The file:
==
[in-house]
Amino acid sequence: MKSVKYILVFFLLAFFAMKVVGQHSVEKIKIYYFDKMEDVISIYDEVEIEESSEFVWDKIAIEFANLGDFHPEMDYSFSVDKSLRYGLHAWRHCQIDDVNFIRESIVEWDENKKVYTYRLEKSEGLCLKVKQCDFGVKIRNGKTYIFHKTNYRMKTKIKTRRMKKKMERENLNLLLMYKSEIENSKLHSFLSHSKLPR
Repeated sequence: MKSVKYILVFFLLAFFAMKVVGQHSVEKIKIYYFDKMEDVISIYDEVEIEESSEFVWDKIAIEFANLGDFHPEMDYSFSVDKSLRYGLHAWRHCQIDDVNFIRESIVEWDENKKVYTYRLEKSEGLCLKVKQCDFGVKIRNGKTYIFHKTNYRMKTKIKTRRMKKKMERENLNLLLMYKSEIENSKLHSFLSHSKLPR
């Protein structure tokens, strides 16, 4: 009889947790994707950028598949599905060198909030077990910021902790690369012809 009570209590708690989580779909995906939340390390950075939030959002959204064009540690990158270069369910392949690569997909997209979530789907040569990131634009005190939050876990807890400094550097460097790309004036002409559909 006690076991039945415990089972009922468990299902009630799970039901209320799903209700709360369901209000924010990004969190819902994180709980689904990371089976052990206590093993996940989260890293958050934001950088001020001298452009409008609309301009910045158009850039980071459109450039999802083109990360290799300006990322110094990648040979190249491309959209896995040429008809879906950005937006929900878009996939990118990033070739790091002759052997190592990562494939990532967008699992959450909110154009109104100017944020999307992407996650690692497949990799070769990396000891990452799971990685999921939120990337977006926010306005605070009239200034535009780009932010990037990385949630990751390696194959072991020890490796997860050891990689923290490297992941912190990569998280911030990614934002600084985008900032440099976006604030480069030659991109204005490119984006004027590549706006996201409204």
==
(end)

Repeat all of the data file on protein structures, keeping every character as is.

[in-house]
Amino acid sequence: MKSVKYILVFFLLAFFAMKVVGQHSVEKIKIYYFDKMEDVISIYDEVEIEESSEFVWDKIAIEFANLGDFHPEMDYSFSVDKSLRYGLHAWRHCQIDDVNFIRESIVEWDENKKVYTYRLEKSEGLCLKVKQCDFGVKIRNGKTYIFHKTNYRMKTKIKTRRMKKKMERENLNLLLMYKSEIENSKLHSFLSHSKLPR
Repeated sequence: MKSVKYILVFFLLAFFAMKVVGQHSVEKIKIYYFDKMEDVISIYDEVEIEESSEFVWDKIAIEFANLGDFHPEMDYSFSVDKSLRYGLHAWRHCQIDDVNFIRESIVEWDENKKVYTYRLEKSEGLCLKVKQCDFGVKIRNGKTYIFHKTNYRMKTKIKTRRMKKKMERENLNLLLMYKSEIENSKLHSFLSHSKLPR
């Protein structure tokens, strides 16, 4: 009889947790994707950028598949599905060198909030077990910021902790690369012809 009570209590708690989580779909995906939340390390950075939030959002959204064009540690990158270069369910392949690569997909997209979530789907040569990131634009005190939050876990807890400094550097460097790309004036002409559909 006690076991039945415990089972009922468990299902009630799970039901209320799903209700709360369901209000924010990004969190819902994180709980689904990371089976052990206590093993996940989260890293958050934001950088001020001298452009409008609309301009910045158009850039980071459109450039999802083109990360290799300006990322110094990648040979190249491309959209896995040429008809879906950005937006929900878009996939990118990033070739790091002759052997190592990562494939990532967008699992959450909110154009109104100017944020999307992407996650690692497949990799070769990396000891990452799971990685999921939120990337977006926010306005605070009239200034535009780009932010990037990385949630990751390696194959072991020890490796997860050891990689923290490297992941912190990569998280911030990614934002600084985008900032440099976006604030480069030659991109204005490119984006004027590549706006996201409204």